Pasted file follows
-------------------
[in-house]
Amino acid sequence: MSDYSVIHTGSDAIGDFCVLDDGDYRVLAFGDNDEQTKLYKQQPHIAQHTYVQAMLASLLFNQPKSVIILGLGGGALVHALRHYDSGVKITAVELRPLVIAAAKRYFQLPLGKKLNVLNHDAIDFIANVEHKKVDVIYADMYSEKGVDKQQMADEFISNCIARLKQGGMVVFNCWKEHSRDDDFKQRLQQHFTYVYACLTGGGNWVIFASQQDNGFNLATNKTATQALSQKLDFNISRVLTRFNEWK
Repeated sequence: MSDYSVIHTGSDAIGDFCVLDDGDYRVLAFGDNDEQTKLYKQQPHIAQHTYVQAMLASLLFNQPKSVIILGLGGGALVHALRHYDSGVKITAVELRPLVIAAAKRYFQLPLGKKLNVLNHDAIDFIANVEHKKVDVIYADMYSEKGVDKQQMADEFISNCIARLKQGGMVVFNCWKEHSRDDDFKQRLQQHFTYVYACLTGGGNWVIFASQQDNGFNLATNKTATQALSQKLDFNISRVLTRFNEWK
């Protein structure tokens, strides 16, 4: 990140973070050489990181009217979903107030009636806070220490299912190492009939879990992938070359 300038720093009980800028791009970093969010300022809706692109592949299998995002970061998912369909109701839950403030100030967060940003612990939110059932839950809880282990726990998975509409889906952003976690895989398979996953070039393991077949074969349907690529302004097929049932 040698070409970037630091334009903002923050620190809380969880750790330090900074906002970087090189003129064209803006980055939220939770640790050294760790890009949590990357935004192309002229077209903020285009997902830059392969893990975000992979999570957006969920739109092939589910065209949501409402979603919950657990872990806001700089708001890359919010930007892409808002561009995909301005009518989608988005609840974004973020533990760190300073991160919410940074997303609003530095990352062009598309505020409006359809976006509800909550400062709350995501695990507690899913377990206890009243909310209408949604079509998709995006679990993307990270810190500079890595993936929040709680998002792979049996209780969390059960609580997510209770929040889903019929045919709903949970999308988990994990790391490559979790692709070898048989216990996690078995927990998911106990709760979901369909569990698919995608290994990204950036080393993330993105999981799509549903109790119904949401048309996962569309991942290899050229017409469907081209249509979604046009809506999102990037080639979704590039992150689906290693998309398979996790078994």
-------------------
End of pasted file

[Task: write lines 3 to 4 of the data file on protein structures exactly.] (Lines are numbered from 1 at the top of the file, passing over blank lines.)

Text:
Repeated sequence: MSDYSVIHTGSDAIGDFCVLDDGDYRVLAFGDNDEQTKLYKQQPHIAQHTYVQAMLASLLFNQPKSVIILGLGGGALVHALRHYDSGVKITAVELRPLVIAAAKRYFQLPLGKKLNVLNHDAIDFIANVEHKKVDVIYADMYSEKGVDKQQMADEFISNCIARLKQGGMVVFNCWKEHSRDDDFKQRLQQHFTYVYACLTGGGNWVIFASQQDNGFNLATNKTATQALSQKLDFNISRVLTRFNEWK
């Protein structure tokens, strides 16, 4: 990140973070050489990181009217979903107030009636806070220490299912190492009939879990992938070359 300038720093009980800028791009970093969010300022809706692109592949299998995002970061998912369909109701839950403030100030967060940003612990939110059932839950809880282990726990998975509409889906952003976690895989398979996953070039393991077949074969349907690529302004097929049932 040698070409970037630091334009903002923050620190809380969880750790330090900074906002970087090189003129064209803006980055939220939770640790050294760790890009949590990357935004192309002229077209903020285009997902830059392969893990975000992979999570957006969920739109092939589910065209949501409402979603919950657990872990806001700089708001890359919010930007892409808002561009995909301005009518989608988005609840974004973020533990760190300073991160919410940074997303609003530095990352062009598309505020409006359809976006509800909550400062709350995501695990507690899913377990206890009243909310209408949604079509998709995006679990993307990270810190500079890595993936929040709680998002792979049996209780969390059960609580997510209770929040889903019929045919709903949970999308988990994990790391490559979790692709070898048989216990996690078995927990998911106990709760979901369909569990698919995608290994990204950036080393993330993105999981799509549903109790119904949401048309996962569309991942290899050229017409469907081209249509979604046009809506999102990037080639979704590039992150689906290693998309398979996790078994």